Eat this: Kanishka

Regional Indian continues to cause waves in the capital, with the latest restaurant inspired by the east of the country and its neighbours.

11 February 2019
  • The Gist: Michelin-starred cook turns his hand to the easternmost Indian region
  • The Chef: Atul Kochhar
  • Location: 17-19 Maddox St, London W1S 2QH
  • Food in 5 words: New horizons for Indian cuisine
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How did we get here?

Atul Kochhar first hit the London spotlight after winning a Michelin star at Tamarind in 2001. He left to open Benares in 2002, which was awarded its own Michelin star four years later. He uses regional Indian flavours in his cooking, alongside the best British produce, a practice which he will develop further in his latest venture.

Teaming up with Tina English, a brand growth and development specialist who previously worked with Cinnamon Club, the chef is set to open 127-cover Kanishka in Mayfair in March.

The new place is named after King Kanishka, an emperor of the Kushan dynasty, whose Buddhist values – including kindness, fairness, honesty, humbleness and a sense of equality – inspire the interiors.

Designed by Fabled Studio, the aim is to create a nostalgic sense of ritual and tradition. Guests will be greeted by whimsical topiary elephants and an antique front door; inside, verdant foliage will contrast with shades of blue and intricate beaded details.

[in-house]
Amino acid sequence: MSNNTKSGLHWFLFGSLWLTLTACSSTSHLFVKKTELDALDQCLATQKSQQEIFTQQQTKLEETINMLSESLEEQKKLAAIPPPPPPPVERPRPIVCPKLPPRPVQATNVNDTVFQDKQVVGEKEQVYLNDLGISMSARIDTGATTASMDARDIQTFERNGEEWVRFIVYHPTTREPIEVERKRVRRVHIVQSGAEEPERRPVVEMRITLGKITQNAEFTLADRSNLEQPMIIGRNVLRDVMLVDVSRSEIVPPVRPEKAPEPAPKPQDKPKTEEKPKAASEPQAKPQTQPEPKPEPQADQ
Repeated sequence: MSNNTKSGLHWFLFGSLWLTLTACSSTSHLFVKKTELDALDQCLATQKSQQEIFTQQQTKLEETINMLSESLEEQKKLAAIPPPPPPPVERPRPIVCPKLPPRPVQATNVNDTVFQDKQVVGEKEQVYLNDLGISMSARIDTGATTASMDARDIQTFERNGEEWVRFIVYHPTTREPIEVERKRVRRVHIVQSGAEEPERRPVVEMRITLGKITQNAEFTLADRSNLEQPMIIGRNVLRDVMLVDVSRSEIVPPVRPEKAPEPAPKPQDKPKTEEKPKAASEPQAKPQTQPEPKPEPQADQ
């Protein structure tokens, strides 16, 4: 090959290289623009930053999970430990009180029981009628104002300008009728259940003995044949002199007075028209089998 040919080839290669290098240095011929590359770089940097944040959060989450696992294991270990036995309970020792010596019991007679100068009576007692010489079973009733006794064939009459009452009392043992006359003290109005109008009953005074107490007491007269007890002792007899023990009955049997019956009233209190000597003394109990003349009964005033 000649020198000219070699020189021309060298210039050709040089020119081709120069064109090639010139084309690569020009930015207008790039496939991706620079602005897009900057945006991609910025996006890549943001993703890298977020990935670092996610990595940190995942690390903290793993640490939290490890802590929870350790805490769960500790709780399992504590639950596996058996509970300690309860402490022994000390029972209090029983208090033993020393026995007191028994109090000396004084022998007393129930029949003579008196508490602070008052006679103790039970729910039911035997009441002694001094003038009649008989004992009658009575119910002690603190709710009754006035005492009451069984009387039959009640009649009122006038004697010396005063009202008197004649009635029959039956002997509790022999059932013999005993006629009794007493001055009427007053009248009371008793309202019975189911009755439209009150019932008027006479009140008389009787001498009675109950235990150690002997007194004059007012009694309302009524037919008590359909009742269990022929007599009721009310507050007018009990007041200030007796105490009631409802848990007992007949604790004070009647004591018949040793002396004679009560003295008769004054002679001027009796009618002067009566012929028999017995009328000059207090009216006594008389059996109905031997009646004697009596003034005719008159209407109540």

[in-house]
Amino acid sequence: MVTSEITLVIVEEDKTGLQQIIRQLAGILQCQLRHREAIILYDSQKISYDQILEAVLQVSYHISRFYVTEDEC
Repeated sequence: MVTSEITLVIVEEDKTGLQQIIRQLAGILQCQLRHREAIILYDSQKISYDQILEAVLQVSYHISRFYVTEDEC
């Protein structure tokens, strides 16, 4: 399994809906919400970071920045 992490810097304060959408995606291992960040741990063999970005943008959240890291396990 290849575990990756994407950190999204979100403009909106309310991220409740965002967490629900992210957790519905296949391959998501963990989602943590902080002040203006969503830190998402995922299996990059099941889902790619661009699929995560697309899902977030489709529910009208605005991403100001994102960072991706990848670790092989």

What’s different about it?

Kanishka will show a new side to India, particularly the Seven Sister States in the easternmost region of the country. Restaurants highlighting this cuisine have been popping up in Delhi, with food from the region typically including dumplings, air-dried meat, fermented bamboo shoots and smoked dishes.

Kochhar’s menu will explore the flavours, ingredients and cooking methods of Arunachal Pradesh, Assam, Mizoram, Manipur, Nagaland, Tripura and Meghalaya, as well as influences from neighbouring countries such as Nepal, China and Bangladesh. It will also include two Tibetan-inspired dishes, one made from bread and the other featuring sausage.

Dishes will include the likes of Kachela Maas – a Sikkim-inspired venison tartare with mustard oil mayonnaise, naan crouton and onions – as well as duck, lamb chops and scallops.

“Kanishka is a very exciting project for us – it’s a great opportunity to continue to showcase Indian flavours alongside quality British produce, but also introduce London’s diners to the unique flavours of territories previously unexplored by Indian cuisine in the UK,” Kochhar said.

You’ve got to try…

Samundri Khazana Alleppey, a dish of pan-seared seafood, Alleppey sauce and smoked cabbage poriyal (the Tamil word for fried). The sauce uses green mango as a souring agent, rather than tamarind or kokum, but also includes coconut to bring a lightness to the dish.

Sparkie also likes…

Chocolate rasmalai, a milk-based dessert popular in eastern India and neighbouring Bangladesh and Pakistan, where dumplings made from cheese are cooked in sugar syrup first, then soaked in sweetened, thickened milk.

Go if…

You want to discover a new avenue of Indian cuisine – potentially before the Michelin inspectors arrive.

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